This program plays a critical role in implementing RDDC’s current strategic plan of developing educational opportunities alongside dance training in the company’s three focus countries: Rwanda, Bosnia-Herzegovina and Guinea. Moreover, the program in Guinea involves a team of four local staff and is an important step in providing employment opportunities inside the country. The Guinean team consists of: Ibrahima Mara, Ibrahima Bamba (BBL), Michel Mansare and Rene Ifono. Given the passionate commitment and local expertise of the in-country team, RDDC is optimistic the program will grow and continue to serve more and more children in Guinea.
If Fatoumata is an example of what a motivated young person can accomplish in two weeks when given access to education, imagine what can be accomplished when hundreds of children have the same opportunity over ten years? It just requires all of us to believe in the human potential of one another.
Project Archive: 2011
Project Title: Classical Ballet Technique for Child Acrobats
Project Partners: Le Centre d’Art Acrobatique “Keita Fodeba ”
Project Location: Conakry
In 2011, the RDDC ran a short series of workshops with street children attending Le Centre d’Art Acrobatique in Conakry. The purpose of these workshops is to develop the professional ballet technique necessary for these talented children to refine their craft as acrobats and contortionists.
Project Archive: 2010
Project Title: Classical Ballet Technique for West African Dancers
Project Partners: Le Ballet de Matam
Project Location: Conakry
Modeled after the cross-training, cross-cultural program between Rebecca Davis Dance and Amizero Dance Kompagnie in Rwanda, this project involved working with Ballet de Matam. Rebecca taught the acclaimed troupe’s dancers contemporary ballet and she studied Guinean/West African dance. Moreover, Ballet de Matam has just launched its own new initiative in conjunction with UNICEF that combines schooling with dance classes for street kids. Rebecca worked with Ballet de Matam to teach these children daily.
Perhaps the main conclusion Rebecca derived from her work in Guinea will come as a surprise: the West African ballet training is very similar to the Russian ballet system. Here is how Rebecca summarizes this comparison:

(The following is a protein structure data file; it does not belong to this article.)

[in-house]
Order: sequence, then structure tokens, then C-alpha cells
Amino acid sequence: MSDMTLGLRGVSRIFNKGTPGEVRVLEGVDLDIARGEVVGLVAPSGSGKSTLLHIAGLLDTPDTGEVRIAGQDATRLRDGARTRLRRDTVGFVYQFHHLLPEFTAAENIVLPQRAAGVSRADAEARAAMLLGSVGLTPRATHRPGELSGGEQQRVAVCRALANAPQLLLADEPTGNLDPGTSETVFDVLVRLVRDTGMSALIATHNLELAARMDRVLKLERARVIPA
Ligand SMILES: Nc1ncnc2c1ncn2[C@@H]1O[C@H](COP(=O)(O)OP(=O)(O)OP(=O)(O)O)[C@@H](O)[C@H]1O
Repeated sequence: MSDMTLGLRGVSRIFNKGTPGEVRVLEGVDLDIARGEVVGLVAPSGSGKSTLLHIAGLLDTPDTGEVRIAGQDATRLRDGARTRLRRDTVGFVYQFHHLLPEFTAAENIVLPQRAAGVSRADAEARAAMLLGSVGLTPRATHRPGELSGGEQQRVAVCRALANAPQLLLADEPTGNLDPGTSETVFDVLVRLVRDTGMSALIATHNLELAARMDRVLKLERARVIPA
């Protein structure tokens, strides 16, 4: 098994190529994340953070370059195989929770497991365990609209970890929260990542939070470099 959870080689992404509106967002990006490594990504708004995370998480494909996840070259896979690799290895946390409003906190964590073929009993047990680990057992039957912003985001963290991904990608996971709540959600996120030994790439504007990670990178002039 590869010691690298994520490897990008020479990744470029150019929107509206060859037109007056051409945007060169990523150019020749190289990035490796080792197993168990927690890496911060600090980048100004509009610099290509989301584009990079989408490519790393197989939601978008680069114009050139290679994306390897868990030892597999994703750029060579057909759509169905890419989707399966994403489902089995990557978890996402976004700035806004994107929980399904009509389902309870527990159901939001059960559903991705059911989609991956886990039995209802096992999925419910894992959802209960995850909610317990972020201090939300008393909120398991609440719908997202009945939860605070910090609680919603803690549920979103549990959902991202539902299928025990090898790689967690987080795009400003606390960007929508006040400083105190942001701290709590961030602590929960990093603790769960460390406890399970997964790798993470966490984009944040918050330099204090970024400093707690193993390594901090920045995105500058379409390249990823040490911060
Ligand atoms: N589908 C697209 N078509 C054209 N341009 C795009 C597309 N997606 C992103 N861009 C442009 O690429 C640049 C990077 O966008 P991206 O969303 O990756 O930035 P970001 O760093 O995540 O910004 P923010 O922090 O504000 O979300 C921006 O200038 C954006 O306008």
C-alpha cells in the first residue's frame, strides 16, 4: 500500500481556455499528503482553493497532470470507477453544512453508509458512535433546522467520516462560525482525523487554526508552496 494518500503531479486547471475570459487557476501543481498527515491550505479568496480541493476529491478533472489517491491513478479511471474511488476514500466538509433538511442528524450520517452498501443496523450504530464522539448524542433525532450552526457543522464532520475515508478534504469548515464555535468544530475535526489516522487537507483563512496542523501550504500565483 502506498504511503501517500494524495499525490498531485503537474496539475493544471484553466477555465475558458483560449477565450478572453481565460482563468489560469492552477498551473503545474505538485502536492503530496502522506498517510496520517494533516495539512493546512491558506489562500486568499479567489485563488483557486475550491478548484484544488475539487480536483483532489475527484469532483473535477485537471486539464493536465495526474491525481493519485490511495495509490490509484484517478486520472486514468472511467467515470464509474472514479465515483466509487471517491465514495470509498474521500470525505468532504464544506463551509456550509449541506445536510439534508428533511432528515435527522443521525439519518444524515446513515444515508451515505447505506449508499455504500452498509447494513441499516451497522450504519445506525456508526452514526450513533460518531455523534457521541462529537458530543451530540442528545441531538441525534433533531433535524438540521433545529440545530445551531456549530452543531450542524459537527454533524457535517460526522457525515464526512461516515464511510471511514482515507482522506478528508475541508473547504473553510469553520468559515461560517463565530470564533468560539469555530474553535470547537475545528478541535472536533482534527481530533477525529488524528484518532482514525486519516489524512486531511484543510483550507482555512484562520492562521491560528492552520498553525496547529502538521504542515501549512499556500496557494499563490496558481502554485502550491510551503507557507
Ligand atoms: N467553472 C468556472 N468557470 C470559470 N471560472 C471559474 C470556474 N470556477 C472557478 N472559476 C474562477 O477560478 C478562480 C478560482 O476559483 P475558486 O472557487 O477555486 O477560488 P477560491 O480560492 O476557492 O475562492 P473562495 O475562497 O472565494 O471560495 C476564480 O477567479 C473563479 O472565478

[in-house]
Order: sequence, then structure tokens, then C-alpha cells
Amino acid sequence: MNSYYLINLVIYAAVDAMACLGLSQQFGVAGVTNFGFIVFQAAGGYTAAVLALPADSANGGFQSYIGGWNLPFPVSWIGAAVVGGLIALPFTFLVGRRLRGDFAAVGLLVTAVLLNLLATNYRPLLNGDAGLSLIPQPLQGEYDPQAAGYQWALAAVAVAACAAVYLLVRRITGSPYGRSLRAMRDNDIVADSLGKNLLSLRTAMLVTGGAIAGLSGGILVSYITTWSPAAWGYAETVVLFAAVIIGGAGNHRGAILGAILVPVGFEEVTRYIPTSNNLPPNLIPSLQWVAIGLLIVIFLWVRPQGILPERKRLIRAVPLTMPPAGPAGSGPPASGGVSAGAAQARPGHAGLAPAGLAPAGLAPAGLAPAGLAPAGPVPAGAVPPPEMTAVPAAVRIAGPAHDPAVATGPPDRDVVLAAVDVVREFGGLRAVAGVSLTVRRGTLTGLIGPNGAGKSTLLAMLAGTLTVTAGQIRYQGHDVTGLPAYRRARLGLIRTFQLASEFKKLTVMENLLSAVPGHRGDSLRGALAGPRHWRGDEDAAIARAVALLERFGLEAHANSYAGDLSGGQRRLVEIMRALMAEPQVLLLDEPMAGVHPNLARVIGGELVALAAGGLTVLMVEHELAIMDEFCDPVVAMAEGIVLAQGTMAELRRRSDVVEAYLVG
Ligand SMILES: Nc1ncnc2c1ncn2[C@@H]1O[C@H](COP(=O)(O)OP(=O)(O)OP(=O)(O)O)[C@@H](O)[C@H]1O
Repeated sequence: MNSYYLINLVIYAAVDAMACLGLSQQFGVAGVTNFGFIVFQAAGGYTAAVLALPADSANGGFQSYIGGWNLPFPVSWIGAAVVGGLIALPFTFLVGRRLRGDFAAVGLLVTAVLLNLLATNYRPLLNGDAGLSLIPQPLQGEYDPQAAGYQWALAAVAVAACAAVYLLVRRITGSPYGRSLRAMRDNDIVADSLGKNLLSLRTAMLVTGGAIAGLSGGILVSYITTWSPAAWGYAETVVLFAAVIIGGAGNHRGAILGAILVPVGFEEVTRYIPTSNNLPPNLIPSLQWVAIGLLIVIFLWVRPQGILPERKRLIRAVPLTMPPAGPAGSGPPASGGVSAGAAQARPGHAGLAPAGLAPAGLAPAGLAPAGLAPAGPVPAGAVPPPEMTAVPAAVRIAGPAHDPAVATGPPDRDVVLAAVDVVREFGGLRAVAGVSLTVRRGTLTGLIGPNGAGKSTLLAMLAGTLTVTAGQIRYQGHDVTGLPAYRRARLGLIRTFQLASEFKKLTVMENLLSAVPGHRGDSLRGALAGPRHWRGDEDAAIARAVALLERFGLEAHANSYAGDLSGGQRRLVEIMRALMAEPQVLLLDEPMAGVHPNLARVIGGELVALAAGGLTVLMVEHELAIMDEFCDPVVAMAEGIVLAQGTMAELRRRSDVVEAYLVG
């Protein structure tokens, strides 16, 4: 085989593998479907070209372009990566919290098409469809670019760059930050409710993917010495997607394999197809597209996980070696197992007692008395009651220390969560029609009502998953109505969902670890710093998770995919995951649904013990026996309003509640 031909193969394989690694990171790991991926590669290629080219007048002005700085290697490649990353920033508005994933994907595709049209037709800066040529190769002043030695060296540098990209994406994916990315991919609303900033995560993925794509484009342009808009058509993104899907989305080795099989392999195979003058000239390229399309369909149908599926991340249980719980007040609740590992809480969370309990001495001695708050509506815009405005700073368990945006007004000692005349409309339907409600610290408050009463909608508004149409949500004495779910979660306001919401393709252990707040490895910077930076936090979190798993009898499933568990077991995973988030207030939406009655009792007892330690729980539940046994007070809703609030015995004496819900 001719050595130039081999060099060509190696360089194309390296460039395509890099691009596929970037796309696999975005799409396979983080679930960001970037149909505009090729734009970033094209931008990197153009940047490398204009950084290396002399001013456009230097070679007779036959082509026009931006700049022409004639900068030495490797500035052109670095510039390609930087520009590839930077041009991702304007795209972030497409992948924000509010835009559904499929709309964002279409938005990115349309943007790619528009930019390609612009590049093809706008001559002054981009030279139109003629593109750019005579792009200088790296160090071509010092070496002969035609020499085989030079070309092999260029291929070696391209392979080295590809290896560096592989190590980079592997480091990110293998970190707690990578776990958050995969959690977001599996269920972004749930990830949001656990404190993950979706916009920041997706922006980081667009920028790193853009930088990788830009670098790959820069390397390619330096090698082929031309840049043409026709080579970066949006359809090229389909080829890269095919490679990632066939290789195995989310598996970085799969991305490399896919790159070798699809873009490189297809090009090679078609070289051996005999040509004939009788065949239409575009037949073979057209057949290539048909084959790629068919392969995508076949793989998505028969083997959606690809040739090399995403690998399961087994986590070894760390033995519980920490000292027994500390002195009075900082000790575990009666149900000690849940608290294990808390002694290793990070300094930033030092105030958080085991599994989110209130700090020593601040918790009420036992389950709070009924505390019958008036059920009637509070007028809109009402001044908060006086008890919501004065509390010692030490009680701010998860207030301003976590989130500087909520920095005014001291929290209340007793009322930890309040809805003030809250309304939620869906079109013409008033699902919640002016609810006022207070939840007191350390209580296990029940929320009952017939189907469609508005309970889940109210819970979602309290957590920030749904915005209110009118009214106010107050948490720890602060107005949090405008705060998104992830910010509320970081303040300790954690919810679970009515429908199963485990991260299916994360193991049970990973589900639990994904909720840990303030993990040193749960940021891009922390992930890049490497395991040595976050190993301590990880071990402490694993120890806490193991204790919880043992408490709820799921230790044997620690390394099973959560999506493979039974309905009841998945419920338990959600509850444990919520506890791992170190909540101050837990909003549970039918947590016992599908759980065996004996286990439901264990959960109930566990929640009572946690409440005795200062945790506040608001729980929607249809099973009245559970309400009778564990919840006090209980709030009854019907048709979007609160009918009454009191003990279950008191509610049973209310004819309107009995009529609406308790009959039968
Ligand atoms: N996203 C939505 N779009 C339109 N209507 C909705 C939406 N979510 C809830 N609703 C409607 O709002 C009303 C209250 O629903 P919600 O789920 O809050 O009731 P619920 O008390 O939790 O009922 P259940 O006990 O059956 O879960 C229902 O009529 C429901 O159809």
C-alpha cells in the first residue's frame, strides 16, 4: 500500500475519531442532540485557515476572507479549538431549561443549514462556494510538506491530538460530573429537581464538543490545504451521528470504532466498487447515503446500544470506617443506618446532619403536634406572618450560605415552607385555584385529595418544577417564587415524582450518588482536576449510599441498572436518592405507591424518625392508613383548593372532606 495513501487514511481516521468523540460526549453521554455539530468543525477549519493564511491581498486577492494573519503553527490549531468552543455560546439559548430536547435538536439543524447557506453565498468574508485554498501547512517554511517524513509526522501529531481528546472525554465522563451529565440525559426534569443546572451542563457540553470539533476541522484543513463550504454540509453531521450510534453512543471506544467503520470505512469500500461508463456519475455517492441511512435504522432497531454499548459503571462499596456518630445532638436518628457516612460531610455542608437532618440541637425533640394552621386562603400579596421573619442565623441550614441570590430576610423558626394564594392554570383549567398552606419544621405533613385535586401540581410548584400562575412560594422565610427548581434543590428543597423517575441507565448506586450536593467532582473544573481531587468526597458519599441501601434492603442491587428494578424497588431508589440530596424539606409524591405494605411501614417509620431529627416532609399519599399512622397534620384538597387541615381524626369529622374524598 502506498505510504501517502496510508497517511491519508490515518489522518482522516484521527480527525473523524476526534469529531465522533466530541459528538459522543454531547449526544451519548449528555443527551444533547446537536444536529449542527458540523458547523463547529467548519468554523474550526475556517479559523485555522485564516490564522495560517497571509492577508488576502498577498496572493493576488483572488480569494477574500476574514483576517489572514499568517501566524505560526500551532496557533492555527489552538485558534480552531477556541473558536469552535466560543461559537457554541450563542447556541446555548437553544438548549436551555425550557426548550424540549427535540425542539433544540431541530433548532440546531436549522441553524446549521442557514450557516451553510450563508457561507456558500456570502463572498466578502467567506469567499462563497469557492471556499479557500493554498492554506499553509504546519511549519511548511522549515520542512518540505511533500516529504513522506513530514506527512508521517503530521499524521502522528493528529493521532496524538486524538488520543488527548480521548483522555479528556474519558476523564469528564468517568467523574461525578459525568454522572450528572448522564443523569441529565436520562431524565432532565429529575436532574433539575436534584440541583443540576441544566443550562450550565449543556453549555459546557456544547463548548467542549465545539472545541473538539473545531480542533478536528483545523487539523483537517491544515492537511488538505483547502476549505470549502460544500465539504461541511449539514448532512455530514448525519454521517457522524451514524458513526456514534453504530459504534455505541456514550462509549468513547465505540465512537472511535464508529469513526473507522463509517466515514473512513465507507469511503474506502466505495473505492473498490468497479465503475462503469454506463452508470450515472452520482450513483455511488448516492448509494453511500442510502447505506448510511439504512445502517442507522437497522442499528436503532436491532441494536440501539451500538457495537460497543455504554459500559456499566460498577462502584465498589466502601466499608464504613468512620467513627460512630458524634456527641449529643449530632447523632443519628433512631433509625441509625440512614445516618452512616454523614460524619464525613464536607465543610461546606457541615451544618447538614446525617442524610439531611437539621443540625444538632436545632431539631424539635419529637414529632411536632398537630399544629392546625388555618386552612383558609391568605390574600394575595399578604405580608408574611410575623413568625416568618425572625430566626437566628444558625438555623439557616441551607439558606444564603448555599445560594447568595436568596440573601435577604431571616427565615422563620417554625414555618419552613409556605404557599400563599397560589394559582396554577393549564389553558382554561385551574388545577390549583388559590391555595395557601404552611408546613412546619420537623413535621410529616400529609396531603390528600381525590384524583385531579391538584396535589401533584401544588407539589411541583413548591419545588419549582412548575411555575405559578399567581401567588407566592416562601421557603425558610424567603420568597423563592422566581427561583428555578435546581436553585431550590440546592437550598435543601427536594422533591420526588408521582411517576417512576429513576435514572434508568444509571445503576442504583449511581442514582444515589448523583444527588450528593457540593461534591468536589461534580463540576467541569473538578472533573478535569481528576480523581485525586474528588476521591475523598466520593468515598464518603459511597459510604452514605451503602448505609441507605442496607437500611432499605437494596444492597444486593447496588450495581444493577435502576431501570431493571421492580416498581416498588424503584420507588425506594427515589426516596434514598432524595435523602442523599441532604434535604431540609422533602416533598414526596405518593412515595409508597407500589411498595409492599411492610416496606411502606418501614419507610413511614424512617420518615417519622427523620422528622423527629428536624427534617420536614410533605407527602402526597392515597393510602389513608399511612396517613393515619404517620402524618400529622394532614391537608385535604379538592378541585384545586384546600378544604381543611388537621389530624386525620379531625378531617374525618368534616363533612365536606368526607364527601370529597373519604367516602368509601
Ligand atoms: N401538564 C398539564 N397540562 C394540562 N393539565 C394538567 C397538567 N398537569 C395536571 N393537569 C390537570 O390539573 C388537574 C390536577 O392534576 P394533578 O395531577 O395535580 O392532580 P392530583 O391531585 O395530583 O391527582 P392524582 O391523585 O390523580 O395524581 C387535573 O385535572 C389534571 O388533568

“When I studied in Russia, I was inspired by the great traditional ballet lineage that is evident during every moment of technical instruction. The ballet masters evoke memories, corrections and anecdotes from the centuries of Russian dancers and teachers that preceded them to guide the next generation of students and instill respect for the art form in each and every young heart. When you train there, you understand you are part of a much bigger ballet universe and you have an individual and collective responsibility to uphold the quality of the craft.
In Guinea, our West African dance rehearsals at Ballet de Matam were always packed with an audience ranging from drummers, to master teachers, to Guinean artists, to street kids. There was a daily speech given by the Ballet’s administrator, Jacques Dantouma Soumah, about a particular topic: attention to technical details; the importance of preserving Guinean dance and culture; or the previous great, famous dancers who led the troupe. The current artists take great care to extend their knowledge to children studying there. The older masters attentively watch hours of daily rehearsals, interrupting when a dance step or drum rhythm goes askew. Training there gave me a great sense of the major role dance has to play in the lives of Guineans as well as the way it can be used to project a positive image of this highly developed cultural system in a developing country to the outside world.
It is amazing to see history and culture treated with this depth of respect from people of all ages – in Russia and in Guinea. Perhaps there is an important lesson for other countries, including our own.”